Sam turns on his side, his warm breath washes over Dean’s neck. “You wanna go exploring in the woods by the creek tomorrow?”
“It’s football tryouts tomorrow,” Dean says.
Sam sounds so forlorn, Dean turns his head to look at him. “Hey, maybe after? We can grab something at that diner?”
“No, Dean, you should make friends on the team.” Sam’s lips quirk, he pokes Dean just under his ribs. “I’ll still be here when you get back.”
Dean yanks Sam’s pillow out from under him, smacks him with it, and never thinks there’ll be a day that isn’t true.
Flat Contradiction, Sam/Dean, for spinfrog, set somewhere after the events of Accidents Like These
Dean’s been robbing from the rich and giving to the poor so long he may have gotten a little cocky, but honestly he’s good at what he does. He’s really good. He’d put his service to the crown during the crusades to pretty good use.
And truly, if everybody who comes down the road is a complete dullard, how can he fail? Quite frankly every last one of them seems to be magnificently dim, because if they’re traveling down Dean’s road and they tithe their serfs more than the church, they either think they have the angels on their side or they can’t have a lot of sense. That might just be the same thing, sense-having and angel-believing that is. Because clearly, Dean has the angels on his side, because when have his men run afoul of the law? Never. When have they failed as they are clearly doing now? Never.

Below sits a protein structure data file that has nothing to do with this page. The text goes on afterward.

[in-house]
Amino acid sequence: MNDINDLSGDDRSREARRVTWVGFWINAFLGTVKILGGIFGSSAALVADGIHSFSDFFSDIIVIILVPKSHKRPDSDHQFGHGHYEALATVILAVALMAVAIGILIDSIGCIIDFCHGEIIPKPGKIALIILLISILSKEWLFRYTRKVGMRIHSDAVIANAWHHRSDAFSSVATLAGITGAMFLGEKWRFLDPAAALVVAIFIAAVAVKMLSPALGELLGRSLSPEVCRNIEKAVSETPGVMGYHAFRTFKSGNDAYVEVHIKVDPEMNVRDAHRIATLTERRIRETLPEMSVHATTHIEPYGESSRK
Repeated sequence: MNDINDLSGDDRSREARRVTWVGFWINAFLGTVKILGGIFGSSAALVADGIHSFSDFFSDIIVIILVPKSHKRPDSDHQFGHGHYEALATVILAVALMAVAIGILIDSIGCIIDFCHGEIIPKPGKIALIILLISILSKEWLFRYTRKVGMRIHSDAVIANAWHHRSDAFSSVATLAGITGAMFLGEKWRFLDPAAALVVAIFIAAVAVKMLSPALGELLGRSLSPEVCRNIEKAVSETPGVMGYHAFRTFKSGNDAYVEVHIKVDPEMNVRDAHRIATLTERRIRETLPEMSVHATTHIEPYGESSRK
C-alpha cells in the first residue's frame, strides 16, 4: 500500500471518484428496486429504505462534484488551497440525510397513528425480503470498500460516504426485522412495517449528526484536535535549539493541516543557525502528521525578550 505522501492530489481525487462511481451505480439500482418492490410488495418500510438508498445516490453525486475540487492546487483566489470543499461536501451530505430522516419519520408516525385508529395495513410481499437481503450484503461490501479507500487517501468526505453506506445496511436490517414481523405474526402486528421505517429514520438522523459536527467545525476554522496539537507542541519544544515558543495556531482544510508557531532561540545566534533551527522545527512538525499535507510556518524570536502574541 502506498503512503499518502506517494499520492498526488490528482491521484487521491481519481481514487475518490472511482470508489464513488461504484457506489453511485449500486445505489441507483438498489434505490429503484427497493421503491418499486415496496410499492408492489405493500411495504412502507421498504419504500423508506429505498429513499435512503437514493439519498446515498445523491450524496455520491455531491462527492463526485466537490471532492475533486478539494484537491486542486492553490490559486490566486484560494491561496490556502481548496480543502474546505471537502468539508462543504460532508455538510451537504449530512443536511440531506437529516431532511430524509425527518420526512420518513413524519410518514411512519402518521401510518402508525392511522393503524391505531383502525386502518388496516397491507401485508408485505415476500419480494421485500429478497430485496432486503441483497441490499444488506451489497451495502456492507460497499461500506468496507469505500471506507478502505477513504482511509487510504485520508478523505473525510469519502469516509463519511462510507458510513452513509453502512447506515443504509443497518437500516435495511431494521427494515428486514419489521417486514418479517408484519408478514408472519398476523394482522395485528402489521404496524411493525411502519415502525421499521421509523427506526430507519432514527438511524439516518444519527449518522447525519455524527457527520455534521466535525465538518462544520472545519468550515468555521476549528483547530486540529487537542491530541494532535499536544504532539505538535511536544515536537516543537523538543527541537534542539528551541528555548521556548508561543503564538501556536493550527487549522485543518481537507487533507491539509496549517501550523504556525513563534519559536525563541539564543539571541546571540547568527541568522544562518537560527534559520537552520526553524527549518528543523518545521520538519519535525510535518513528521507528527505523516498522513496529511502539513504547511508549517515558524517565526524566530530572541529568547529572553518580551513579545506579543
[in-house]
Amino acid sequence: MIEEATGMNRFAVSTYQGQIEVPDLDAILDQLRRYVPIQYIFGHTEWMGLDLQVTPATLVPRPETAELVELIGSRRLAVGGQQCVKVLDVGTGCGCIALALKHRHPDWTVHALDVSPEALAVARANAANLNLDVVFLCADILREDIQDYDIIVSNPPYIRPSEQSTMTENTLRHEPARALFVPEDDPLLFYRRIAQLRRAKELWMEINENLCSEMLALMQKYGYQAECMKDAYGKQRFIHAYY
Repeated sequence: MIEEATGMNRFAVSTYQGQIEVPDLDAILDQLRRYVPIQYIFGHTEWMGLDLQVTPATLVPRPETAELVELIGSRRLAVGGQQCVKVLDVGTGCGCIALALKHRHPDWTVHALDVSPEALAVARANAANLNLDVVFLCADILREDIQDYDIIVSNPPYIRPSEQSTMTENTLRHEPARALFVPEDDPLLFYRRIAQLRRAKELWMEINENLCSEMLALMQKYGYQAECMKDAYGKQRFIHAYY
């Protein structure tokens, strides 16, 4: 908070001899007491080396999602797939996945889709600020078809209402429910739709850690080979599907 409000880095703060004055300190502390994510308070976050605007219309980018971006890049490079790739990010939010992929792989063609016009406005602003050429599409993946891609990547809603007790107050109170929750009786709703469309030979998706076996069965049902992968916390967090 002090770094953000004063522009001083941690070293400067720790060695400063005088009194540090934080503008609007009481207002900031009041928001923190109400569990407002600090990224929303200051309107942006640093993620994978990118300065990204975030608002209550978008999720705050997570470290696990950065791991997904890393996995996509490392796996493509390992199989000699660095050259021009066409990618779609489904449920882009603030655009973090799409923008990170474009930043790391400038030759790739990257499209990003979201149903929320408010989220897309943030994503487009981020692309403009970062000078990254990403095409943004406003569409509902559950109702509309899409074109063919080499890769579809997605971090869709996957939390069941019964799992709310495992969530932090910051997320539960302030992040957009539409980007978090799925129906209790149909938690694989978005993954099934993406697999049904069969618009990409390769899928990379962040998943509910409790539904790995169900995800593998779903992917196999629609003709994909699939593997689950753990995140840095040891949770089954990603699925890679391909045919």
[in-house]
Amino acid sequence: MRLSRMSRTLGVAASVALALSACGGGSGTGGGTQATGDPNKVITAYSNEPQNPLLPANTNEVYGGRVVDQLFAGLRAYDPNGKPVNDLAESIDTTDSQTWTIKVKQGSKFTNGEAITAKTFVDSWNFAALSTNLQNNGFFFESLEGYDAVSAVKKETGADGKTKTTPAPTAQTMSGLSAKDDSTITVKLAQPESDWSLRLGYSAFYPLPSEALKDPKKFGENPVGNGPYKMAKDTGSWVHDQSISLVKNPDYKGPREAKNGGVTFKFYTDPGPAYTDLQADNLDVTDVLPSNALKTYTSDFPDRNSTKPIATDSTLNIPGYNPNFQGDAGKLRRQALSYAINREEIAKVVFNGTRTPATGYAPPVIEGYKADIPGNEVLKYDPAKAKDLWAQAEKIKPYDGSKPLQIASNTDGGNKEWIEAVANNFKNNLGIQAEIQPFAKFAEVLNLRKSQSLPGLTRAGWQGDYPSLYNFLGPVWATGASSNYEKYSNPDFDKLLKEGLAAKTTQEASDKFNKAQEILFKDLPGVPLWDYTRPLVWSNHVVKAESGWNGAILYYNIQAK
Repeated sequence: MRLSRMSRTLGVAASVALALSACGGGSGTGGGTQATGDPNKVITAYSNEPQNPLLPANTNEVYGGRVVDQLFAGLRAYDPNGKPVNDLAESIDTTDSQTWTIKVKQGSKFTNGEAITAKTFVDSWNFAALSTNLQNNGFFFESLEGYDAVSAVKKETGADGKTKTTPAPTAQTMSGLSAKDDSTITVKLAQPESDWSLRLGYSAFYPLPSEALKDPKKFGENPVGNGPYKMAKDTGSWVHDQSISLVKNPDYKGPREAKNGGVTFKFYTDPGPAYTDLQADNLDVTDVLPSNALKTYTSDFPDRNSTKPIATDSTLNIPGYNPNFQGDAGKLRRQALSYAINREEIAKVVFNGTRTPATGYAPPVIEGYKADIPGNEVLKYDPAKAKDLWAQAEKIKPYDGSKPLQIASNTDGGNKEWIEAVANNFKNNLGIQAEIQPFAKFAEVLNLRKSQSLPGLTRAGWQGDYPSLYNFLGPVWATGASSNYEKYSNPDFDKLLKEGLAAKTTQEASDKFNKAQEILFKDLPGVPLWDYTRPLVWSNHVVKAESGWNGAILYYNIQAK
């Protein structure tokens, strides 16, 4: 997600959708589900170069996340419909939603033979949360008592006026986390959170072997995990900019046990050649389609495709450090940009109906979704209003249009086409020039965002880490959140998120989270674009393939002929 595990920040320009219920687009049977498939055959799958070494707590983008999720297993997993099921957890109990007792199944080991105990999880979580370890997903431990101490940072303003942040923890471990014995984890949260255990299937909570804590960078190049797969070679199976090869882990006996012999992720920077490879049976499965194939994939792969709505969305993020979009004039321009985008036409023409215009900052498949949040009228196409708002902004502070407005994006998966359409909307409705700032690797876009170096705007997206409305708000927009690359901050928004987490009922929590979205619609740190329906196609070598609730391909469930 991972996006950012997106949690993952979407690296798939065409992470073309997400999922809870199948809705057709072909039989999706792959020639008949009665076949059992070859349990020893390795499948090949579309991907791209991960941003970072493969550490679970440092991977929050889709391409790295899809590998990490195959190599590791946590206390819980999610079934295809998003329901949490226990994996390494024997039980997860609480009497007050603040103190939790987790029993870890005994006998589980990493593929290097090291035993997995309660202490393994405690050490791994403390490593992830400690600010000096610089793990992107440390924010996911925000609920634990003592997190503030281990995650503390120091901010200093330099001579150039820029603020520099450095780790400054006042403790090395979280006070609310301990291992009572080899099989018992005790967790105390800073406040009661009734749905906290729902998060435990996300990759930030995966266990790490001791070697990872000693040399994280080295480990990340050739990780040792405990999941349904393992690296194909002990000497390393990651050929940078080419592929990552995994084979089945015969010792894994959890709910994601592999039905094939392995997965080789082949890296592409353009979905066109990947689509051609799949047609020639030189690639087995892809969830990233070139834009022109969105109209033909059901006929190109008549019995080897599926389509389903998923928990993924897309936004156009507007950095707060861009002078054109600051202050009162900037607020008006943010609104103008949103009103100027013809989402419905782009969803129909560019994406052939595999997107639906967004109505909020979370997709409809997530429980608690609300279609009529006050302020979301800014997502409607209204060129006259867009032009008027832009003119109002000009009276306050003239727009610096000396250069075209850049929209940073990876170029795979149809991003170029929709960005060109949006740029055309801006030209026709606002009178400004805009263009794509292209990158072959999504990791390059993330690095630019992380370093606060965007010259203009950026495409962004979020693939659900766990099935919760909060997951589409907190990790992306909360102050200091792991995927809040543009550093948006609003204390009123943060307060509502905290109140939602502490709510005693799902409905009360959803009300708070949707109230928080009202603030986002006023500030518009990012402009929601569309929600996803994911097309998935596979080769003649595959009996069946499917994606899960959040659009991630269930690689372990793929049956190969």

Except. Er. Well, except for now.
The Knight in silver and black livery manages to completely avoid every one of Dean’s traps like he’d a hand drawn map directing him around. He knocks the two hapless idiot’s heads open when they decide to go after him with his full male, atop of his unhobbled horse. And, just when Dean suspects his entire day is going to shite, he lops off the tip of Ash’s finger with his very pointy sword.
Dean does not like it.
“Winchester,” the knight shouts, wheeling his horse around to stave off attack from Dean’s loyal foot soldiers. “Winchester, show yourself!”
He kicks poor Ruby in his blond head, and Dean’ll catch hell for that later.
“All right, all right, little lordling!” Dean calls, revealing himself, crossbow aimed and ready to fire. “No need to make such a fuss.”
The knight looks surprisingly unperturbed. He swings himself down off his horse. Ruby, no doubt addle pated from the blow to the head from a large armored foot, reaches behind the knight for his saddlebag and gets boxed on the ear. “Oh, will you stop!” the Knight says, sounding extremely irritated.
“Well, if you’re quite done inflicting violence upon my men—” Dean lowers the crossbow, although he really thinks putting an arrow into this sapskull would do the world good.
“No, don’t start, I can’t stand one of your speeches right now.” The knight pulls off his dented helmet and stares at Dean.
Dean stares back. He suddenly notices how the black and silver knight stands almost as high as his horse. Dean blinks. “Brother!”